Modified microwave cures resin components in type – Hackaday

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Once you’ve made the jump to resin-based 3D printing, you’ll quickly find that curing parts in the sun isn’t always a viable solution. The best way to get consistent results is with a special curing chamber that not only rotates the parts so that they are evenly exposed to light, but also allows you to enter a specific curing time. A beeper that sounds when the part is done would also come in handy. Wait, this sounds kind of familiar …

As you might expect [Stynus] isn’t the first person to notice the similarities between an ideal UV curing machine and the low-profile microwave oven. But his conversion is certainly one of the smartest we have ever seen. The end product looks less like a hacked microwave than a specially designed curing machine, thanks in large part to the fact that all of the original controls are still functional.

The big break there came when [Stynus] noticed the control panel was powered by a one-time programmable PIC16C65B microcontroller. Swapping it out for the pin-compatible PIC16F877A opened up the ability to write custom firmware to interface with all of the microwave’s original hardware. All he had to do was reverse engineer the wiring. It took me some time to figure out how the limited pins on the microcontroller operated the LED display and read the buttons and switches at the same time, but we would say the end result is more than worth the work.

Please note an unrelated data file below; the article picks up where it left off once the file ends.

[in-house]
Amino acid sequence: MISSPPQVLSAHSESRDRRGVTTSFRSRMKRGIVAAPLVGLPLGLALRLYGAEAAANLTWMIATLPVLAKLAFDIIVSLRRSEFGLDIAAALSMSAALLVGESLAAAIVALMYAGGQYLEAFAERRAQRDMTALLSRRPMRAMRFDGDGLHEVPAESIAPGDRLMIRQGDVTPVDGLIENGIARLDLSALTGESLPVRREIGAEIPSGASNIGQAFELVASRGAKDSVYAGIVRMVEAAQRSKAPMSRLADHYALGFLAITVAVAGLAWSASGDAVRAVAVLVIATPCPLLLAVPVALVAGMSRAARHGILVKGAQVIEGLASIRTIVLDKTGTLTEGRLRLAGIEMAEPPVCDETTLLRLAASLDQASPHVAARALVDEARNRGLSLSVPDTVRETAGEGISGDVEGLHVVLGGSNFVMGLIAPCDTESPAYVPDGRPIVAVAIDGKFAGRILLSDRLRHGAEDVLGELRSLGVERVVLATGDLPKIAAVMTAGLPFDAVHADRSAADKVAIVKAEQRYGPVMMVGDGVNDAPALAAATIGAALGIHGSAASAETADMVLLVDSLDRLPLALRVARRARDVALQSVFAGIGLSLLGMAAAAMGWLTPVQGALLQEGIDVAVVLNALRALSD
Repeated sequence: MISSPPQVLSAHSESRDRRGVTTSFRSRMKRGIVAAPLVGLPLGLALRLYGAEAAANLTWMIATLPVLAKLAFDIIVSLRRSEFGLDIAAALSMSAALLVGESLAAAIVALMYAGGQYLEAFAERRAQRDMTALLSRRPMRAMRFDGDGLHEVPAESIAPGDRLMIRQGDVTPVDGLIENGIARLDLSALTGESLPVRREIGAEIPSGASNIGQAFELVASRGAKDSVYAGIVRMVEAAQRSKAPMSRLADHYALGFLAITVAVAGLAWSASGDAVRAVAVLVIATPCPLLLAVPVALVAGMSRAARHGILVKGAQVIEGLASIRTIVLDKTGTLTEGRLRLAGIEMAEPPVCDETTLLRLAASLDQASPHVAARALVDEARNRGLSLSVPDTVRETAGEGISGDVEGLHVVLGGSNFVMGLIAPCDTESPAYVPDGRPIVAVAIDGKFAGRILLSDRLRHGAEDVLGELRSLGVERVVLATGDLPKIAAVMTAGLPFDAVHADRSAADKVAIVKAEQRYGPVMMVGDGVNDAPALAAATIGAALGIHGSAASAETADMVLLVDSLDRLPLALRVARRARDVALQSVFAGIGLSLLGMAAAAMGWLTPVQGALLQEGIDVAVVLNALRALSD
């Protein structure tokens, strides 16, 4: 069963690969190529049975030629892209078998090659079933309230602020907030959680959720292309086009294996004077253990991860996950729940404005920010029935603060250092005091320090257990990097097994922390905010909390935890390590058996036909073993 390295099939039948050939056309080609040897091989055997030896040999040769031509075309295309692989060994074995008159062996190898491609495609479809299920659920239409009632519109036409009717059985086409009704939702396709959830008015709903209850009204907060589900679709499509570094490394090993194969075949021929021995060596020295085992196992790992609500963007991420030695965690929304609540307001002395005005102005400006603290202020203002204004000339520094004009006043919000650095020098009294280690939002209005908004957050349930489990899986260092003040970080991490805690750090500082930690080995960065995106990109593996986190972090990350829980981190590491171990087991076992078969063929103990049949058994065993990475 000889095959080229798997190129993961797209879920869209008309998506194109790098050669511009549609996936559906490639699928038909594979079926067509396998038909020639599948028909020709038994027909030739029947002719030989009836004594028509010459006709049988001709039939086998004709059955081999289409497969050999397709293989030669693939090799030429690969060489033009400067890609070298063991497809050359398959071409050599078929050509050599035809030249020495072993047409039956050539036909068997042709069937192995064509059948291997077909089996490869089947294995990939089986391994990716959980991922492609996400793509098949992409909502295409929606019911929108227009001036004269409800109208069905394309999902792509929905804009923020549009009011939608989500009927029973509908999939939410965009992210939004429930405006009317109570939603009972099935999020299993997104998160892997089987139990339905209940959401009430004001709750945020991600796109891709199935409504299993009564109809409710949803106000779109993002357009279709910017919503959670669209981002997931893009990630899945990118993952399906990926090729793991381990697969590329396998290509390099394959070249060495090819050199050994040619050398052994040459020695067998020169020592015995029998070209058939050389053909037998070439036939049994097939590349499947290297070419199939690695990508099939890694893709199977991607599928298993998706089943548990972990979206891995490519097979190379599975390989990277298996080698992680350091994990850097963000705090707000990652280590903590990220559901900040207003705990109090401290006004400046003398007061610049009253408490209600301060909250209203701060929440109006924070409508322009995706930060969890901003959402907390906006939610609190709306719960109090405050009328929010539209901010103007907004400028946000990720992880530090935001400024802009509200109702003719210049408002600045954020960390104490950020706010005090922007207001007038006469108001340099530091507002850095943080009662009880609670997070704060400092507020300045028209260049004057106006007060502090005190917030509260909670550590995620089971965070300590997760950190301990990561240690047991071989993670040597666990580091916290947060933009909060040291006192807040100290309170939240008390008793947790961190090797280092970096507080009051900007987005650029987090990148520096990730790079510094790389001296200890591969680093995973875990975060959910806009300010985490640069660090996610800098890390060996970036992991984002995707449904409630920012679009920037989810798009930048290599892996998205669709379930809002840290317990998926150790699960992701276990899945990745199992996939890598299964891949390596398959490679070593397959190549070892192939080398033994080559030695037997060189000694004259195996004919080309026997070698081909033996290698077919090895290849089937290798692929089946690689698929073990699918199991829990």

With full control over the hardware of the microwave [Stynus] All that was required was to remove all of the scary high voltage bits (which initially stopped working) and install a number of UV LEDs. Now he can simply throw a part on the plate, turn the dial to the desired curing time and press a button. In the video below you can see that he has even re-used some of the buttons on the control panel so that he can, for example, set a new default cooking time on EEPROM.

Compared to traditional FDM (Fused Deposition Modeling) 3D printers, resin printing requires a lot of additional post-processing and equipment. You don’t necessarily have to gouge your microwave to harden your prints, but you should consider what your workflow will be before you pull the trigger on this shiny new printer.

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